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New CISPA Cybersecurity Bill Even Worse Than SOPA 234

Posted by timothy
from the harder-to-pronounce-too dept.
An anonymous reader writes "As congressmen in Washington consider how to handle the ongoing issue of cyberattacks, some legislators have lent their support to a new act that, if passed, would let the government pry into the personal correspondence of anyone of their choosing. This is SOPA being passed in smaller chunks... 'H.R. 3523, a piece of legislation dubbed the Cyber Intelligence Sharing and Protection Act (or CISPA for short) has vague definitions that could allow Congress to circumvent existing exemptions to online privacy laws and essentially monitor, censor and stop any online communication that it considers disruptive to the government or private parties.'"
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New CISPA Cybersecurity Bill Even Worse Than SOPA

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  • by alienzed (732782) on Saturday April 07, 2012 @06:03PM (#39609107) Homepage
    I keep seeing people protesting with huge signs with the words 'Freedom' and 'Liberty' on them. I mean, who buys that BS anymore anyway? There's no such thing as freedom, and 'liberty' in what sense? You can't be completely free and still expect society to be safe, I mean, what about the freedom to kill? The freedom to feed oneself at the expense of another creature or someone else? Hopefully someday we'll have a third party, the Realist party. Until society can handle to not believe in noble lies, we're doomed to mediocrity. On a side note, I thought of a great analogy to show what's wrong with capitalism today. The original expression: If you give a man a fish, you'll feed him for a day. If you teach a man to fish, you'll feed him for life. The capitalist version: If you sell a man a fish, you'll feed him for a day. If you teach a man to fish, or give a man a fish, you'll go out of business.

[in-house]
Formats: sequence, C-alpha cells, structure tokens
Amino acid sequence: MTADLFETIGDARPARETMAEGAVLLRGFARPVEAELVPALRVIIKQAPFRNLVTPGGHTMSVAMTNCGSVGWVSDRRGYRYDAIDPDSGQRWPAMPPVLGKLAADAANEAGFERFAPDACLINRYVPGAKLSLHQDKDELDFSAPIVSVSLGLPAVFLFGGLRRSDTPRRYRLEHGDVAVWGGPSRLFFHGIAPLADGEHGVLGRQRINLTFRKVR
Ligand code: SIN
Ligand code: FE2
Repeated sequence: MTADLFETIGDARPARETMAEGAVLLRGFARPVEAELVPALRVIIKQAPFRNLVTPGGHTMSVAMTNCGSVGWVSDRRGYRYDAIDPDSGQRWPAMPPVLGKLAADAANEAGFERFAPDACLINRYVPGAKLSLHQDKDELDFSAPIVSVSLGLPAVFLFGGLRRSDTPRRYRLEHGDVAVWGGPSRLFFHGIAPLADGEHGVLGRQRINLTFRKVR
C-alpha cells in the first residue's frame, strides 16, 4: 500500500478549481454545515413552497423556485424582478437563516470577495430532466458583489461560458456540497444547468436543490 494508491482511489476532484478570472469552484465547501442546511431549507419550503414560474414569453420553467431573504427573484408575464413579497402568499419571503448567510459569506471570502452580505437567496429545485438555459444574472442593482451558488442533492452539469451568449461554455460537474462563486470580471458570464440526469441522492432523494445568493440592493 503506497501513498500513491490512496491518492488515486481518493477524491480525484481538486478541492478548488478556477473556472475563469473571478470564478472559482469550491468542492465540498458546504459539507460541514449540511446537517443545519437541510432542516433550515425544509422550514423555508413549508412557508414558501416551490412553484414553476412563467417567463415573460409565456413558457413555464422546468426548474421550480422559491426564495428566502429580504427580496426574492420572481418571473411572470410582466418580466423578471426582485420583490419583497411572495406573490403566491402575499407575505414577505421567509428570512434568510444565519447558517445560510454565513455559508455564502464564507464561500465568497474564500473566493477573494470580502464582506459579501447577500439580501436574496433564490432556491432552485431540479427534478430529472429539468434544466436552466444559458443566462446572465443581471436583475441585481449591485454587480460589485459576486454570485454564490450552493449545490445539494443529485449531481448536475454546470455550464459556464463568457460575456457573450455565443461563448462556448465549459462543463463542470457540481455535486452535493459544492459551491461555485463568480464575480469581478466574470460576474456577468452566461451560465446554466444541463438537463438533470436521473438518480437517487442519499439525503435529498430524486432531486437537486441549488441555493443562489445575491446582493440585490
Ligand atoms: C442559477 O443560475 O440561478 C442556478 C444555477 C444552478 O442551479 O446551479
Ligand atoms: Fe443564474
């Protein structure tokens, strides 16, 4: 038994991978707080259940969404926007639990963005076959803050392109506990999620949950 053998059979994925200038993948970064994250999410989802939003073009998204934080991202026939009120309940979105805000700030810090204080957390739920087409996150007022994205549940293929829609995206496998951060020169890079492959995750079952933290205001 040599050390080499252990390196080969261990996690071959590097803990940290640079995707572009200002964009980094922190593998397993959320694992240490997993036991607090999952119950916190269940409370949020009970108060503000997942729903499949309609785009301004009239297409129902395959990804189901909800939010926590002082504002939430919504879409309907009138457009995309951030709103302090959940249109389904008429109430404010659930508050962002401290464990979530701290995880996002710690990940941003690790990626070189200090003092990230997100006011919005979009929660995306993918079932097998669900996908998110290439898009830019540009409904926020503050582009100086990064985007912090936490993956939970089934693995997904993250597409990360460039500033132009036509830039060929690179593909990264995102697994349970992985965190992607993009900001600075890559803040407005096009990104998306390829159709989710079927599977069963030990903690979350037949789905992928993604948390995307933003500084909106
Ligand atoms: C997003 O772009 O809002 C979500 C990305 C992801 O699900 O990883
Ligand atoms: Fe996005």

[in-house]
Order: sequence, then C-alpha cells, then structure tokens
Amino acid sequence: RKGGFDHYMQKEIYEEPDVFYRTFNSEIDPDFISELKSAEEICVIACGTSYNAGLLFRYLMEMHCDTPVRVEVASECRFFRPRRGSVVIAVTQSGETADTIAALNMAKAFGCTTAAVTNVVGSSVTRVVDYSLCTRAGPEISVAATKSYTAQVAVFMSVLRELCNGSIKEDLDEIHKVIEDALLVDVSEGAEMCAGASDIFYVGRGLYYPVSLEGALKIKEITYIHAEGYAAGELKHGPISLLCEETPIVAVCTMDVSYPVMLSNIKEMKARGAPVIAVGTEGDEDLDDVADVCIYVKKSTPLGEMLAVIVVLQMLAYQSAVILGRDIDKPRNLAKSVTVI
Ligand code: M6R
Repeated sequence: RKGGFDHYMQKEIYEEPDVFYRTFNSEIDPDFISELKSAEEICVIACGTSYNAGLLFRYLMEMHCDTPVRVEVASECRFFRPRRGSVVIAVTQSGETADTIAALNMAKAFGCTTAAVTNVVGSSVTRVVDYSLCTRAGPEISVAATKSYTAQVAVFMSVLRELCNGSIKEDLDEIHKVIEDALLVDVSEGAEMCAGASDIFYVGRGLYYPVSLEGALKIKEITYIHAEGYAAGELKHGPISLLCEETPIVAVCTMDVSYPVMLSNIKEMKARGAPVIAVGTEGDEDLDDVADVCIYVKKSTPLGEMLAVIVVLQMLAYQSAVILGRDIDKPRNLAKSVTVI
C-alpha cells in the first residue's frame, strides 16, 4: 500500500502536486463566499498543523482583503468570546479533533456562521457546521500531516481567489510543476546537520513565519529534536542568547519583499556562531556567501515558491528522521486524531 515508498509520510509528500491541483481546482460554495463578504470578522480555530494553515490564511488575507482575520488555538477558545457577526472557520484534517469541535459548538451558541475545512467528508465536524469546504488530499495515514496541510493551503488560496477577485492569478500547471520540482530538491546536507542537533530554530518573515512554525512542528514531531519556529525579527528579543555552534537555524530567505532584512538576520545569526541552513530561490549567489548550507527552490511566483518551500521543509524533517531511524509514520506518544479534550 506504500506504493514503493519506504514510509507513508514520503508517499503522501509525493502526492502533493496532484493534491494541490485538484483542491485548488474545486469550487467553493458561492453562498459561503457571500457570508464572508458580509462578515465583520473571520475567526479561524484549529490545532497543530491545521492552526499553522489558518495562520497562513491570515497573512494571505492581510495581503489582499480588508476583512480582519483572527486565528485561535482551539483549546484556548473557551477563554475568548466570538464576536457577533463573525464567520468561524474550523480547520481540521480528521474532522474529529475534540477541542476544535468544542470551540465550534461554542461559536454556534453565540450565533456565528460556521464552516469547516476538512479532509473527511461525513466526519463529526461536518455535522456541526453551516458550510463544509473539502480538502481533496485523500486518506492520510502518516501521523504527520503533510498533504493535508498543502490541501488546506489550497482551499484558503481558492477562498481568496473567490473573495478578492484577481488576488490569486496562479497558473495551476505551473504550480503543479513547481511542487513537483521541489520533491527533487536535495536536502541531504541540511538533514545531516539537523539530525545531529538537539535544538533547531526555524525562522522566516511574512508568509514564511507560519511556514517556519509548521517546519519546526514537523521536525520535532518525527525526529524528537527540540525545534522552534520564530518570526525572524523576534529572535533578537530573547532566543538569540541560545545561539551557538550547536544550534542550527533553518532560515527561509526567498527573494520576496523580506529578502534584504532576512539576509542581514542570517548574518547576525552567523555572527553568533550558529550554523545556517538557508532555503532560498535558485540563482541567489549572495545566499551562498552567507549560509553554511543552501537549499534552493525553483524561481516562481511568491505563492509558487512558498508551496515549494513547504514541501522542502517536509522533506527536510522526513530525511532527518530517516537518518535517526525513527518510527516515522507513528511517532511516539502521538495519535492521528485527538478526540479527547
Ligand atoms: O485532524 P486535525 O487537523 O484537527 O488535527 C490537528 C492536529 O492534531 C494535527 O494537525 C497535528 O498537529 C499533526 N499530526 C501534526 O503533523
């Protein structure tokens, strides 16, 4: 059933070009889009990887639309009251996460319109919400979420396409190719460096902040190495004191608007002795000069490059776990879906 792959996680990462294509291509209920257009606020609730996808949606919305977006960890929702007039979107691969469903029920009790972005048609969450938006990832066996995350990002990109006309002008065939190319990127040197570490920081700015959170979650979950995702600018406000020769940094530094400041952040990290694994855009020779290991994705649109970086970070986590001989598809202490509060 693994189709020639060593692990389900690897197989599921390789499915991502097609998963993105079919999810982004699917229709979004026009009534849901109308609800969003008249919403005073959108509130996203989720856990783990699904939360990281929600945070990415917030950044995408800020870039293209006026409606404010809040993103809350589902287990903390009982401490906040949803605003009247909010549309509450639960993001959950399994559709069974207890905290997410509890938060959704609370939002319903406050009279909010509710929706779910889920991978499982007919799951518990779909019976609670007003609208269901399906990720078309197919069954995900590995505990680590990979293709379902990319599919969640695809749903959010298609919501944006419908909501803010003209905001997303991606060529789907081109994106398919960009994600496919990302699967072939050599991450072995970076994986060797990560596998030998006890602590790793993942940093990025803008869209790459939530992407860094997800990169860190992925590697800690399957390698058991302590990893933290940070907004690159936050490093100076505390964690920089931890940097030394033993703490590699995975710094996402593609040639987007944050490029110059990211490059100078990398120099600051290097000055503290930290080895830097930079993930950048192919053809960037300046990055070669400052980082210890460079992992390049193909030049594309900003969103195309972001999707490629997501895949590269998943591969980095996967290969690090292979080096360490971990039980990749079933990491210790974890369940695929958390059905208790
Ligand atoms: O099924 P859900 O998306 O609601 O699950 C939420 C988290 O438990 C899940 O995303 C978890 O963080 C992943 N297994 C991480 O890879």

• by dkleinsc (563838) on Saturday April 07, 2012 @06:54PM (#39609333) Homepage

    There isn't a president in history that's "created" a Job.

    You're mostly right, except for this part. Any time a president pushes through a bill that boosts either direct or indirect federal hiring, he creates a job. For instance, when Franklin Roosevelt created the CCC, he most definitely created jobs. When Ronald Reagan put significant cash into missile defense, even though nothing worked it still created jobs.

  • by SuperTechnoNerd (964528) on Saturday April 07, 2012 @07:05PM (#39609395)
    I love your fish analogy.. How about:

    If you teach a man to fish, or give a man a fish, you both get slapped with a massive law suit.
  • by VortexCortex (1117377) <VortexCortex@nOs ... t-retrograde.com> on Sunday April 08, 2012 @02:02AM (#39610863)

    Careful with your psychopath detector. I'd wager my life that they would become as unmaintained, inaccurate and yet unquestionable as today's breathalysers (which detect gasoline fumes as intoxication, and most register clean air samples as containing alcohol due to build up in their unmaintained and uncallibrated lasing chambers).

    Go ahead, angle an educated question of doubt as to the breathalyser accuracy in court. I dare you. You'll wind up in contempt.